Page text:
I think the acquisition of consumers might be on the verge of being mapped. The battlefield is going to be retention and lifetime value.
IQ is a commodity, data is a commodity. I'm far more interested in watching people interact at a restaurant with their smartphone. We can all read 'Tech Crunch,' 'Ad Age.' I would rather be living in the trenches. I would rather be going to Whole Foods in Columbus Circle to watch people shop with their smartphones.
I would argue heavily that the time that has been allocated to social used to come from television, and people are benefitting from it. People who are saying, 'Aw, you're spending all your time on Facebook, or all your time on Twitter,' I'd like to understand what the person used to do with that time.
Eighty-five per cent of the crowd is going to fall in love with me - they're going to feel it, wow. But fifteen per cent are going to think, 'This guy is obnoxious.' I spend enormous time with them - every negative review of 'Crush It!' on Amazon has a response from me - and I can probably bring back ten of the fifteen.
I don't want anybody to not recognize how appreciative I am of the volume of e-mails I get.
Social media requires that business leaders start thinking like small-town shop owners. This means taking the long view and avoiding short-term benchmarks to gauge progress. It means allowing the personality, heart and soul of the people who run all levels of the business to show.
Think of social media as the Internet. I can't think of anyone betting against the Internet in 2012.
Anyone working for a big company might be skeptical that a large business, or even a strictly online business, can form the same kind of friendly, loyal relationship with customers as a local retailer. I'm saying it's already been done because I lived it.
I'm a big fan of Mashable and TechCrunch and other outlets like that, but TechMeme obviously does an amazing job of aggregating.
Storytelling is the game. It's what we all do. It's why Nike is Nike, it's why Apple is Apple, it's why Walt Disney built Disney World and it's why Vince McMahon makes a billion dollars.
Too many companies think they want to do a video blog to sell merchandise, but if you turn your site into QVC, you lose. I have an audience that trusts me. It's about building a global brand - not selling four more bottles of Pinot Grigio.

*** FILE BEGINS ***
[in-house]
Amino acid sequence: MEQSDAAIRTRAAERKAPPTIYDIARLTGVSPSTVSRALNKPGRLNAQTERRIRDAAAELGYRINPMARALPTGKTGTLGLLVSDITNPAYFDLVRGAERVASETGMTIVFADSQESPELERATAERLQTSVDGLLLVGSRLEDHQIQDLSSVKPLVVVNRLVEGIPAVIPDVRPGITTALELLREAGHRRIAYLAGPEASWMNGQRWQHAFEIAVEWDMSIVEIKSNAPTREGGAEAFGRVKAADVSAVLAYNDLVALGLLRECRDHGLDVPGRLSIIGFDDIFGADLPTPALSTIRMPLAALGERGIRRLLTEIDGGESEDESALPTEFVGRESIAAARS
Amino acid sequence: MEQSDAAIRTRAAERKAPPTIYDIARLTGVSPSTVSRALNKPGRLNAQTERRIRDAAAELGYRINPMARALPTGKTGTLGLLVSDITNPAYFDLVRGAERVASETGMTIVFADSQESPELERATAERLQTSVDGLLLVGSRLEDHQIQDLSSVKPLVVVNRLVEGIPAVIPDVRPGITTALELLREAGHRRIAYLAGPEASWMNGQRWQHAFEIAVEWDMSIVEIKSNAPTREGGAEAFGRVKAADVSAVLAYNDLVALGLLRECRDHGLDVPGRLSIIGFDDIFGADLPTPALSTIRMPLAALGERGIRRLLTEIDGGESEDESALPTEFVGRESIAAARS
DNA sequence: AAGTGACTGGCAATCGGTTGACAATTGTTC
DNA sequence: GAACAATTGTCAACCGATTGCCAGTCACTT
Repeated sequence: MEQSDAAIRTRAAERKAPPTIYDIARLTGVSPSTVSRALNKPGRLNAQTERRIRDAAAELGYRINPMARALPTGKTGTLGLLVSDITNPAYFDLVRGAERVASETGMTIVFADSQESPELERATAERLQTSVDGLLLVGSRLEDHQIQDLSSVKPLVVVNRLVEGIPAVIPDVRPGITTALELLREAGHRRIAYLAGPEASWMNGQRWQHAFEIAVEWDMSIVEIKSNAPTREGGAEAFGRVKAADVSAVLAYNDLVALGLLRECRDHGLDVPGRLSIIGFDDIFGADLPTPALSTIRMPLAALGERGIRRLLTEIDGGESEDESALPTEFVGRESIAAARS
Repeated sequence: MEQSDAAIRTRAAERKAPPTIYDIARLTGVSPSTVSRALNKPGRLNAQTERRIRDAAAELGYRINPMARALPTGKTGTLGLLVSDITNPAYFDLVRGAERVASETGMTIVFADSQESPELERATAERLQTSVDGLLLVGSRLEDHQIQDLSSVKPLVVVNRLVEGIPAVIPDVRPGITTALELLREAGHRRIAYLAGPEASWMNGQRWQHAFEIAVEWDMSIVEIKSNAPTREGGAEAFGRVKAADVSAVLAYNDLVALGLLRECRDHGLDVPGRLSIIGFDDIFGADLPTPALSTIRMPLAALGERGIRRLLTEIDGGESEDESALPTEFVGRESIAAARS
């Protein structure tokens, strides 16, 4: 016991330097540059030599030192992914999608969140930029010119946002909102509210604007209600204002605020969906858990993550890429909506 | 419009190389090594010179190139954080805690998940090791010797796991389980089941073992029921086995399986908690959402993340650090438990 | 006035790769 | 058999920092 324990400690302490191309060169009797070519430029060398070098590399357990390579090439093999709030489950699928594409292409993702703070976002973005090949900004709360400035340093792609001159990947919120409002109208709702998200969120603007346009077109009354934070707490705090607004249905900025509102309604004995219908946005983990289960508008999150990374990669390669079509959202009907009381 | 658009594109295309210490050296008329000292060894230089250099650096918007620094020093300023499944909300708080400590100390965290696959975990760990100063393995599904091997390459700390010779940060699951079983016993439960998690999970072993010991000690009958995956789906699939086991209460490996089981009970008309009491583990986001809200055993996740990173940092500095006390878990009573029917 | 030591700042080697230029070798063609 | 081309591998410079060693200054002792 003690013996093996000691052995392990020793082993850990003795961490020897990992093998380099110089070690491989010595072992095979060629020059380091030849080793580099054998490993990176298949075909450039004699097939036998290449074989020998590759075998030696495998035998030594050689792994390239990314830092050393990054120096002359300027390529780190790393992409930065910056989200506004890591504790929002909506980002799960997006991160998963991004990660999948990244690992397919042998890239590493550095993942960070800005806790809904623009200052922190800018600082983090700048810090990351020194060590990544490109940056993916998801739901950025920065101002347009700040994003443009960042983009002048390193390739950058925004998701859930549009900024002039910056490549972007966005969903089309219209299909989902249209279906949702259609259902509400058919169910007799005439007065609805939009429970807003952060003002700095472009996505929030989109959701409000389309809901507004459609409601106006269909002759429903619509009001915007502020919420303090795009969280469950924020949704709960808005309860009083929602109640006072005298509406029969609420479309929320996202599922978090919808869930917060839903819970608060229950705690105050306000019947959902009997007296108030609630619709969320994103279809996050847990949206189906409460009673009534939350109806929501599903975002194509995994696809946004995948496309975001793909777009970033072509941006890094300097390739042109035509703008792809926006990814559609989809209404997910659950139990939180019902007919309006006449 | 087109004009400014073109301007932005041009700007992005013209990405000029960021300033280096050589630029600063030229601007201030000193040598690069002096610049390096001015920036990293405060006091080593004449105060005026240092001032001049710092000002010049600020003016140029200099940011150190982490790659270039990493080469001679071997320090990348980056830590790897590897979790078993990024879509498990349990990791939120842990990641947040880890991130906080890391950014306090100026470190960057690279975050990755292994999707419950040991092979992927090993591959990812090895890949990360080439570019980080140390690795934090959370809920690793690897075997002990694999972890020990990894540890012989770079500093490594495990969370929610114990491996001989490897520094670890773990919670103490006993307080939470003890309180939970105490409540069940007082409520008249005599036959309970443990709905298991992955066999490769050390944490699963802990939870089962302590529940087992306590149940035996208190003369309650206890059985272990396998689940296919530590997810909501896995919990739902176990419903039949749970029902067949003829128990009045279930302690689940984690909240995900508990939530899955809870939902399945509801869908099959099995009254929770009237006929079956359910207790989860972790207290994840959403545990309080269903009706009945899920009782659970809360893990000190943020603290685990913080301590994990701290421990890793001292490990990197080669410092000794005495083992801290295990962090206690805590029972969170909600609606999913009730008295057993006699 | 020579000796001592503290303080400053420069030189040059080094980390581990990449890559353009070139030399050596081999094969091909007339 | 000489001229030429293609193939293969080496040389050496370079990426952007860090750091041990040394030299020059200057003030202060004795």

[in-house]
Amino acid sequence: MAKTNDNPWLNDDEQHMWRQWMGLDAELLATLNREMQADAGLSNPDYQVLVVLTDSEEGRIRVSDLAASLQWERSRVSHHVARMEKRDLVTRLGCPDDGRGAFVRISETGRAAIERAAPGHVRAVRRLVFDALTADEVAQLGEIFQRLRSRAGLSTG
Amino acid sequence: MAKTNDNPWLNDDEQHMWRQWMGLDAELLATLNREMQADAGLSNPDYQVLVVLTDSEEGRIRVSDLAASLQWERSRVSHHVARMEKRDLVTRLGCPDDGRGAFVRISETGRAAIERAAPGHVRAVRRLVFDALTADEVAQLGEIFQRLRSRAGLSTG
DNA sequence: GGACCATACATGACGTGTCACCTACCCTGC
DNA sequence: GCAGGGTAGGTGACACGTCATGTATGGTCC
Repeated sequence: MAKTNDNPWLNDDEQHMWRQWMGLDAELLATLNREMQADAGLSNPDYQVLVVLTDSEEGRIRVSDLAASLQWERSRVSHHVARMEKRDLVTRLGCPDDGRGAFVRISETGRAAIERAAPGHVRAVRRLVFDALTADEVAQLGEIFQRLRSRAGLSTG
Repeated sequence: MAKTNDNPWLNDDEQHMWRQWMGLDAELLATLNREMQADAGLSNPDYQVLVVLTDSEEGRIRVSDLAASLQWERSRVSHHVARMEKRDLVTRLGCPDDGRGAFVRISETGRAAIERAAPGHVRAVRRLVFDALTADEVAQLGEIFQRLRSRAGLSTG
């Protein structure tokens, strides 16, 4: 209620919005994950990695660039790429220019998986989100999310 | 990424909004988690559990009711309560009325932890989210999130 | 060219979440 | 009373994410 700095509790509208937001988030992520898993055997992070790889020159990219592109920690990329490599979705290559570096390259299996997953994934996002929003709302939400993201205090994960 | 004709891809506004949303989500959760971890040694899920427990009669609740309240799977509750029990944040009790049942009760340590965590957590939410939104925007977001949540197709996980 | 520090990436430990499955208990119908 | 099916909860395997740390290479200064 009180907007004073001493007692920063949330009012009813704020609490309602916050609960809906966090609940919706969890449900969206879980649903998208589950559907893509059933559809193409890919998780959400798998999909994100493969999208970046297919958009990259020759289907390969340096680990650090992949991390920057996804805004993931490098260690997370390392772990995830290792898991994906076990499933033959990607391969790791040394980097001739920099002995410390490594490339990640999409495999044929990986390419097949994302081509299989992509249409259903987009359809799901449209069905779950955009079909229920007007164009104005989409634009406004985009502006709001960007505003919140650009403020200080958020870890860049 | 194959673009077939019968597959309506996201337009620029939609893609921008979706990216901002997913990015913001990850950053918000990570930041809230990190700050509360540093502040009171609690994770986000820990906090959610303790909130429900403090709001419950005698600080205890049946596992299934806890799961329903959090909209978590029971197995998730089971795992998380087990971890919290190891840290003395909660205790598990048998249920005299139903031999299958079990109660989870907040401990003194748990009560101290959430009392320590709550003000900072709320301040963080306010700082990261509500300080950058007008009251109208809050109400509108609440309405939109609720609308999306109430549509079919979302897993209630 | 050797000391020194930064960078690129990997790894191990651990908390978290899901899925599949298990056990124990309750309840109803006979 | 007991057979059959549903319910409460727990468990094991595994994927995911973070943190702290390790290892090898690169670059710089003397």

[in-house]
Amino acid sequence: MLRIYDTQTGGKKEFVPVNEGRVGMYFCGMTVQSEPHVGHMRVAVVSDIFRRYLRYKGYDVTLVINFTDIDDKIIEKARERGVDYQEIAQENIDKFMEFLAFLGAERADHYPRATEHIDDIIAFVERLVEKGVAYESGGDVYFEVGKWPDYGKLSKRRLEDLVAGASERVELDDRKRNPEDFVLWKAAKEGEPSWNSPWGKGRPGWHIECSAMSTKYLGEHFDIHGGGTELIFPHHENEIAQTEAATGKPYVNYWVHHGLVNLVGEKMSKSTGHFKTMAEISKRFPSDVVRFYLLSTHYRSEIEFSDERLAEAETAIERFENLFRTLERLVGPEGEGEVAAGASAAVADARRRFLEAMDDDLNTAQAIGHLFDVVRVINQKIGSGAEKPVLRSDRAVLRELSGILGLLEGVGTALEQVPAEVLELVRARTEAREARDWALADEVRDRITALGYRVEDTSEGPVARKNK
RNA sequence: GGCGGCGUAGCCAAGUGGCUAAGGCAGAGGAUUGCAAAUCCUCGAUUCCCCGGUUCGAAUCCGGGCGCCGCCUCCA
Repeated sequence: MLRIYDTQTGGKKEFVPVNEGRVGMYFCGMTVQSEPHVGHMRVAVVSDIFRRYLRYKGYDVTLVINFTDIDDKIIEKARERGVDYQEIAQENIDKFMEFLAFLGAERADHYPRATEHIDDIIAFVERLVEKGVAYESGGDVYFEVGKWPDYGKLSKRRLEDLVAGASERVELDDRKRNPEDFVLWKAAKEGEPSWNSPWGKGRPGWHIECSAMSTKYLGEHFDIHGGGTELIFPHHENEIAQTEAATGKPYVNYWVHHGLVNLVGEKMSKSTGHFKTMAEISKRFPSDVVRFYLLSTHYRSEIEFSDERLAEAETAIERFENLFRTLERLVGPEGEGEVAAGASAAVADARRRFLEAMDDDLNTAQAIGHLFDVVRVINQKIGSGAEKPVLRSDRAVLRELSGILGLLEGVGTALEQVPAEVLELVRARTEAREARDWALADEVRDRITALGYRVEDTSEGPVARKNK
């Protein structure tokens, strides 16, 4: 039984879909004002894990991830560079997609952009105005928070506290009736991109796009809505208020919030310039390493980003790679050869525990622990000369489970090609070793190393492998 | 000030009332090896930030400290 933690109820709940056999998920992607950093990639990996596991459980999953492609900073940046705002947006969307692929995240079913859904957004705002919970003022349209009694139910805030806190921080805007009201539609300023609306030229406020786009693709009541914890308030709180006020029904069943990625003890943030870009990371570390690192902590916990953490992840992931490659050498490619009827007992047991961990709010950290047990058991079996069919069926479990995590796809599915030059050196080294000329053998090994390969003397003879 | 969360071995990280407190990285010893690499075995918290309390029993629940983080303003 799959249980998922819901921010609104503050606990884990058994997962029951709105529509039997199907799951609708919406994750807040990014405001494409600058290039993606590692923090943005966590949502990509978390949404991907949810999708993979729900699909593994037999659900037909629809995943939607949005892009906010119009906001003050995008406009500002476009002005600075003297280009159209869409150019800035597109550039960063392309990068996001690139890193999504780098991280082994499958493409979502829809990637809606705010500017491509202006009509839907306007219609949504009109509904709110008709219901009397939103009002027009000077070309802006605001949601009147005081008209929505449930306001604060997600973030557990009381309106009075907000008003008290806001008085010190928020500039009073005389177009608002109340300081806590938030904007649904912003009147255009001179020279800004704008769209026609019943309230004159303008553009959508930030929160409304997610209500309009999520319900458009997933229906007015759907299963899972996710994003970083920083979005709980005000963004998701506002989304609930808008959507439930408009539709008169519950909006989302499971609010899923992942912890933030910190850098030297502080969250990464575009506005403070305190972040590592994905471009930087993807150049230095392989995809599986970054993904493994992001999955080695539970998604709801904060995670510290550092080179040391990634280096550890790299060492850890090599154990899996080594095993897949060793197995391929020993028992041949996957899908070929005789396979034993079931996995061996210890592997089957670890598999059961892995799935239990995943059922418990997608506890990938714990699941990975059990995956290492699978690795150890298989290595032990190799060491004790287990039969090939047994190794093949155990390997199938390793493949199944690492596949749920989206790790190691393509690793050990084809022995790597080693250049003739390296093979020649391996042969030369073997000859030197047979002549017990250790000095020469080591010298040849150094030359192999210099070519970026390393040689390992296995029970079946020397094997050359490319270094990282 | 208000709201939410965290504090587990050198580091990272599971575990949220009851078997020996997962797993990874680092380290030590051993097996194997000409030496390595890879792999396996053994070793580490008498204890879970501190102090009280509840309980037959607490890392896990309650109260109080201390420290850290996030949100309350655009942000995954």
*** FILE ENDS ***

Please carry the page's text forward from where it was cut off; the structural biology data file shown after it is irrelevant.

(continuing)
Winelibrary.tv was about building personal brand equity. It was a business move. Now, it was totally surrounded by a passion for wine, but I very much gave a lot of thought to doing a sports-video blog instead.
Really, truly, try to figure out what your palate is all about. If you've determined that you don't like dirty old stinky wine - old-world flavors - you probably like new-world fruit bombs. Stick to Shirazes and California Cabernets or Zinfandels.
I'm concerned a little bit with the culture of celebrating the fundraise. My dad taught me that when you borrow money it's the worst day of your life.
It's about stories. If I can tell the story to America, whether it's Riesling or a boxer from Harlem, it will sell. I know on my gravestone it's going to be, 'Storyteller.'
I'm a storyteller. I love to tell stories about brands. I love to tell stories, period. I like painting pictures through the words, and that's what I do.
Brands mature over time, like a marriage. The bond you feel with your spouse is different than when you first met each other. Excitement and discovery are replaced by comfort and depth.
From age 16, I lived and breathed wine. I read every magazine and book about wine.
I hate recording all the shows for the week in one day, because I want to be able to mention current events and pop culture. If Madonna punches Britney in the face today, I want to reference that on 'Wine Library TV' tomorrow. Monday's episode is always the best, because it's hot off the press.
99.5 percent of the people that walk around and say they are a social media expert or guru are clowns. We are going to live through a devastating social media bubble.